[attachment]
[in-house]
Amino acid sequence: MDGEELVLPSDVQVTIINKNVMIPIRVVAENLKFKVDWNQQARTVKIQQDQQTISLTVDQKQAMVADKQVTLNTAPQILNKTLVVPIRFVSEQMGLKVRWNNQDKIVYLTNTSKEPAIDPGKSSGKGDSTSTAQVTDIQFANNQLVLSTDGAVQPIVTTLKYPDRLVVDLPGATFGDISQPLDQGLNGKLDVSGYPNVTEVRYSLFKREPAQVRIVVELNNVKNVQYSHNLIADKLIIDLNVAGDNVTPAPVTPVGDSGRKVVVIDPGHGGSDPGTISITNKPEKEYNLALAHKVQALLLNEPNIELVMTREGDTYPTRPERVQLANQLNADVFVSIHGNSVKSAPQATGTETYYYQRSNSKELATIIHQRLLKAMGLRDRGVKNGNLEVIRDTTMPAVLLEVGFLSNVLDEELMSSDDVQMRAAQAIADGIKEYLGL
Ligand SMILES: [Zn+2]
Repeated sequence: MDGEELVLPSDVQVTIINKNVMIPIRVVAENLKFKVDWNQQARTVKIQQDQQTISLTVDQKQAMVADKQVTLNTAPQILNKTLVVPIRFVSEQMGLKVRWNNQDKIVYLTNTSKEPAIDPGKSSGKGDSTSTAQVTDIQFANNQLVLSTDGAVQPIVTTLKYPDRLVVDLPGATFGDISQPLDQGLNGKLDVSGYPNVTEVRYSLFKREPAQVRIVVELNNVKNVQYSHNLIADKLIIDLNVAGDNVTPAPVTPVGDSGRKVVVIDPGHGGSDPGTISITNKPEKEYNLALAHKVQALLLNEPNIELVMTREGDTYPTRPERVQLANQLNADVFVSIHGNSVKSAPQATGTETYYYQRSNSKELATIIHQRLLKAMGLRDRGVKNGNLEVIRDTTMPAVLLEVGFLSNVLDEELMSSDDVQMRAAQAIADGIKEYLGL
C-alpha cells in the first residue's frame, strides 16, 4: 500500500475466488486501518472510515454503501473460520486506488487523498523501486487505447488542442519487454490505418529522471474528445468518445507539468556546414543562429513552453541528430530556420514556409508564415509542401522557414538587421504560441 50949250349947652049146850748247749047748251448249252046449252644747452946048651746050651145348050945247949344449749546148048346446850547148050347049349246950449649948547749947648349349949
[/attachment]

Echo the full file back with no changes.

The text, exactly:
[in-house]
Amino acid sequence: MDGEELVLPSDVQVTIINKNVMIPIRVVAENLKFKVDWNQQARTVKIQQDQQTISLTVDQKQAMVADKQVTLNTAPQILNKTLVVPIRFVSEQMGLKVRWNNQDKIVYLTNTSKEPAIDPGKSSGKGDSTSTAQVTDIQFANNQLVLSTDGAVQPIVTTLKYPDRLVVDLPGATFGDISQPLDQGLNGKLDVSGYPNVTEVRYSLFKREPAQVRIVVELNNVKNVQYSHNLIADKLIIDLNVAGDNVTPAPVTPVGDSGRKVVVIDPGHGGSDPGTISITNKPEKEYNLALAHKVQALLLNEPNIELVMTREGDTYPTRPERVQLANQLNADVFVSIHGNSVKSAPQATGTETYYYQRSNSKELATIIHQRLLKAMGLRDRGVKNGNLEVIRDTTMPAVLLEVGFLSNVLDEELMSSDDVQMRAAQAIADGIKEYLGL
Ligand SMILES: [Zn+2]
Repeated sequence: MDGEELVLPSDVQVTIINKNVMIPIRVVAENLKFKVDWNQQARTVKIQQDQQTISLTVDQKQAMVADKQVTLNTAPQILNKTLVVPIRFVSEQMGLKVRWNNQDKIVYLTNTSKEPAIDPGKSSGKGDSTSTAQVTDIQFANNQLVLSTDGAVQPIVTTLKYPDRLVVDLPGATFGDISQPLDQGLNGKLDVSGYPNVTEVRYSLFKREPAQVRIVVELNNVKNVQYSHNLIADKLIIDLNVAGDNVTPAPVTPVGDSGRKVVVIDPGHGGSDPGTISITNKPEKEYNLALAHKVQALLLNEPNIELVMTREGDTYPTRPERVQLANQLNADVFVSIHGNSVKSAPQATGTETYYYQRSNSKELATIIHQRLLKAMGLRDRGVKNGNLEVIRDTTMPAVLLEVGFLSNVLDEELMSSDDVQMRAAQAIADGIKEYLGL
C-alpha cells in the first residue's frame, strides 16, 4: 500500500475466488486501518472510515454503501473460520486506488487523498523501486487505447488542442519487454490505418529522471474528445468518445507539468556546414543562429513552453541528430530556420514556409508564415509542401522557414538587421504560441 50949250349947652049146850748247749047748251448249252046449252644747452946048651746050651145348050945247949344449749546148048346446850547148050347049349246950449649948547749947648349349949